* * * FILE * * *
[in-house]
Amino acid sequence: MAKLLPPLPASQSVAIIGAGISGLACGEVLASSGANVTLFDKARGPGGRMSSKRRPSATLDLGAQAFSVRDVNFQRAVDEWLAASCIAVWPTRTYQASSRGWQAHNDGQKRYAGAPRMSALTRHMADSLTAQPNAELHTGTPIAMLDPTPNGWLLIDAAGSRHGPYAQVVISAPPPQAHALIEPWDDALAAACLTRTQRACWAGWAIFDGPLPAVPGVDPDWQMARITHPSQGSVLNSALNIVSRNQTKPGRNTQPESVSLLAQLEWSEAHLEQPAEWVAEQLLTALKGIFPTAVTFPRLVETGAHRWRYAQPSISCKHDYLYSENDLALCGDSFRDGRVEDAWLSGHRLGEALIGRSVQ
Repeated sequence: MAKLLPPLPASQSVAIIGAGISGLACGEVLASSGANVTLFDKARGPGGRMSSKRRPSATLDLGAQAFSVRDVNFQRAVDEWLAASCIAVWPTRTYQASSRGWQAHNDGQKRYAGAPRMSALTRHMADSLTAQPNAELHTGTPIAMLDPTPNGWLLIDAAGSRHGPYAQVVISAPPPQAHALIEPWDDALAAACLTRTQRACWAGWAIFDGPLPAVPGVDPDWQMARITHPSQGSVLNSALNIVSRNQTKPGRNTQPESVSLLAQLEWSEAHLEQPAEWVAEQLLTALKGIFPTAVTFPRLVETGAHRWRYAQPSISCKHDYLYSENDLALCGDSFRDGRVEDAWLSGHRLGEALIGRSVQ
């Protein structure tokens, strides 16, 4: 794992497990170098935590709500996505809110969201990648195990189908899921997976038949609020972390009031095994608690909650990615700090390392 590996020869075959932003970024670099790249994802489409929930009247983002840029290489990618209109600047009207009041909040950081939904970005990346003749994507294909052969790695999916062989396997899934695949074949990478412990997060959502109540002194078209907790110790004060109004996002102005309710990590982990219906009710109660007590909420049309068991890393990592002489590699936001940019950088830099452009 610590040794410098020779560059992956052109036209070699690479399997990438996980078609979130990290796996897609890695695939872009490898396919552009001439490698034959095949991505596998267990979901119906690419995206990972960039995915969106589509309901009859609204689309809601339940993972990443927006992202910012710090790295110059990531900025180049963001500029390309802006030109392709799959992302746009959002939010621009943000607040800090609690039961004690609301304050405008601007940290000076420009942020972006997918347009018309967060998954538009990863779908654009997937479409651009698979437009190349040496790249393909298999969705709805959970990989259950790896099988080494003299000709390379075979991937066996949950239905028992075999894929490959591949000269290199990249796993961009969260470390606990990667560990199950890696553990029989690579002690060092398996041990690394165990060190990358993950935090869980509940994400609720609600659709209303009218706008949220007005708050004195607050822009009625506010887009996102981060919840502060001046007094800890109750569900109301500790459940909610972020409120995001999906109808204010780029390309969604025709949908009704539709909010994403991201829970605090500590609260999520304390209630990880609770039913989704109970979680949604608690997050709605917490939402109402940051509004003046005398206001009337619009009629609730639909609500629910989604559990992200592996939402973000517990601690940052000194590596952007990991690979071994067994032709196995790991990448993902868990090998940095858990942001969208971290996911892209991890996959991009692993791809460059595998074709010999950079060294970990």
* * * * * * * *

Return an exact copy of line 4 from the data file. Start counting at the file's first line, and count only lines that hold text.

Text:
């Protein structure tokens, strides 16, 4: 794992497990170098935590709500996505809110969201990648195990189908899921997976038949609020972390009031095994608690909650990615700090390392 590996020869075959932003970024670099790249994802489409929930009247983002840029290489990618209109600047009207009041909040950081939904970005990346003749994507294909052969790695999916062989396997899934695949074949990478412990997060959502109540002194078209907790110790004060109004996002102005309710990590982990219906009710109660007590909420049309068991890393990592002489590699936001940019950088830099452009 610590040794410098020779560059992956052109036209070699690479399997990438996980078609979130990290796996897609890695695939872009490898396919552009001439490698034959095949991505596998267990979901119906690419995206990972960039995915969106589509309901009859609204689309809601339940993972990443927006992202910012710090790295110059990531900025180049963001500029390309802006030109392709799959992302746009959002939010621009943000607040800090609690039961004690609301304050405008601007940290000076420009942020972006997918347009018309967060998954538009990863779908654009997937479409651009698979437009190349040496790249393909298999969705709805959970990989259950790896099988080494003299000709390379075979991937066996949950239905028992075999894929490959591949000269290199990249796993961009969260470390606990990667560990199950890696553990029989690579002690060092398996041990690394165990060190990358993950935090869980509940994400609720609600659709209303009218706008949220007005708050004195607050822009009625506010887009996102981060919840502060001046007094800890109750569900109301500790459940909610972020409120995001999906109808204010780029390309969604025709949908009704539709909010994403991201829970605090500590609260999520304390209630990880609770039913989704109970979680949604608690997050709605917490939402109402940051509004003046005398206001009337619009009629609730639909609500629910989604559990992200592996939402973000517990601690940052000194590596952007990991690979071994067994032709196995790991990448993902868990090998940095858990942001969208971290996911892209991890996959991009692993791809460059595998074709010999950079060294970990």